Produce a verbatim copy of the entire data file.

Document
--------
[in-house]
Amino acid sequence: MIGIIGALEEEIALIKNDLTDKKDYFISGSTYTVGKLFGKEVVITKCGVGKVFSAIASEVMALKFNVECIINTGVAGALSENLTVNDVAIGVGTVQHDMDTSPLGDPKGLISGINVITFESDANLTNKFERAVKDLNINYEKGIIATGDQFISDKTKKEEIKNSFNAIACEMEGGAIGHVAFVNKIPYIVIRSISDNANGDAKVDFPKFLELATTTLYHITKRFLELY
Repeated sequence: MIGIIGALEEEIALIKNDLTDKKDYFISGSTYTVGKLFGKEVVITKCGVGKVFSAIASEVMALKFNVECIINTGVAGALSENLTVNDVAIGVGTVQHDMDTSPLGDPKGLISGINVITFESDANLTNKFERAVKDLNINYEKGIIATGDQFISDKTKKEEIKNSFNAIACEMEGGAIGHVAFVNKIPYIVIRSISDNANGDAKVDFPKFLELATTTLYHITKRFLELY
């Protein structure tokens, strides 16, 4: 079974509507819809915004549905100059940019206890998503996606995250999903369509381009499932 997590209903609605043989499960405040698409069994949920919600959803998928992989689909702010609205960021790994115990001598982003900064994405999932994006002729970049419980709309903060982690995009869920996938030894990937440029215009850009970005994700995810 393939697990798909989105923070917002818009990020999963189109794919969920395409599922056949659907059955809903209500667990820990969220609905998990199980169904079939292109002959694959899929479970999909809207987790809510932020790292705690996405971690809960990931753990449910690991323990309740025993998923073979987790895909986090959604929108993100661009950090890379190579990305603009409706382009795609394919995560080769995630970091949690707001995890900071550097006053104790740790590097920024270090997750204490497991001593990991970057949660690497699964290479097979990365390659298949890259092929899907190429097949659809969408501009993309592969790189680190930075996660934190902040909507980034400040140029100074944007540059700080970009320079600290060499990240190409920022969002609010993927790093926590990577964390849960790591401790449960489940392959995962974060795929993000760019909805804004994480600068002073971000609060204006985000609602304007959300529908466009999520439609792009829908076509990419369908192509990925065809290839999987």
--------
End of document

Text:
[in-house]
Amino acid sequence: MIGIIGALEEEIALIKNDLTDKKDYFISGSTYTVGKLFGKEVVITKCGVGKVFSAIASEVMALKFNVECIINTGVAGALSENLTVNDVAIGVGTVQHDMDTSPLGDPKGLISGINVITFESDANLTNKFERAVKDLNINYEKGIIATGDQFISDKTKKEEIKNSFNAIACEMEGGAIGHVAFVNKIPYIVIRSISDNANGDAKVDFPKFLELATTTLYHITKRFLELY
Repeated sequence: MIGIIGALEEEIALIKNDLTDKKDYFISGSTYTVGKLFGKEVVITKCGVGKVFSAIASEVMALKFNVECIINTGVAGALSENLTVNDVAIGVGTVQHDMDTSPLGDPKGLISGINVITFESDANLTNKFERAVKDLNINYEKGIIATGDQFISDKTKKEEIKNSFNAIACEMEGGAIGHVAFVNKIPYIVIRSISDNANGDAKVDFPKFLELATTTLYHITKRFLELY
């Protein structure tokens, strides 16, 4: 079974509507819809915004549905100059940019206890998503996606995250999903369509381009499932 997590209903609605043989499960405040698409069994949920919600959803998928992989689909702010609205960021790994115990001598982003900064994405999932994006002729970049419980709309903060982690995009869920996938030894990937440029215009850009970005994700995810 393939697990798909989105923070917002818009990020999963189109794919969920395409599922056949659907059955809903209500667990820990969220609905998990199980169904079939292109002959694959899929479970999909809207987790809510932020790292705690996405971690809960990931753990449910690991323990309740025993998923073979987790895909986090959604929108993100661009950090890379190579990305603009409706382009795609394919995560080769995630970091949690707001995890900071550097006053104790740790590097920024270090997750204490497991001593990991970057949660690497699964290479097979990365390659298949890259092929899907190429097949659809969408501009993309592969790189680190930075996660934190902040909507980034400040140029100074944007540059700080970009320079600290060499990240190409920022969002609010993927790093926590990577964390849960790591401790449960489940392959995962974060795929993000760019909805804004994480600068002073971000609060204006985000609602304007959300529908466009999520439609792009829908076509990419369908192509990925065809290839999987």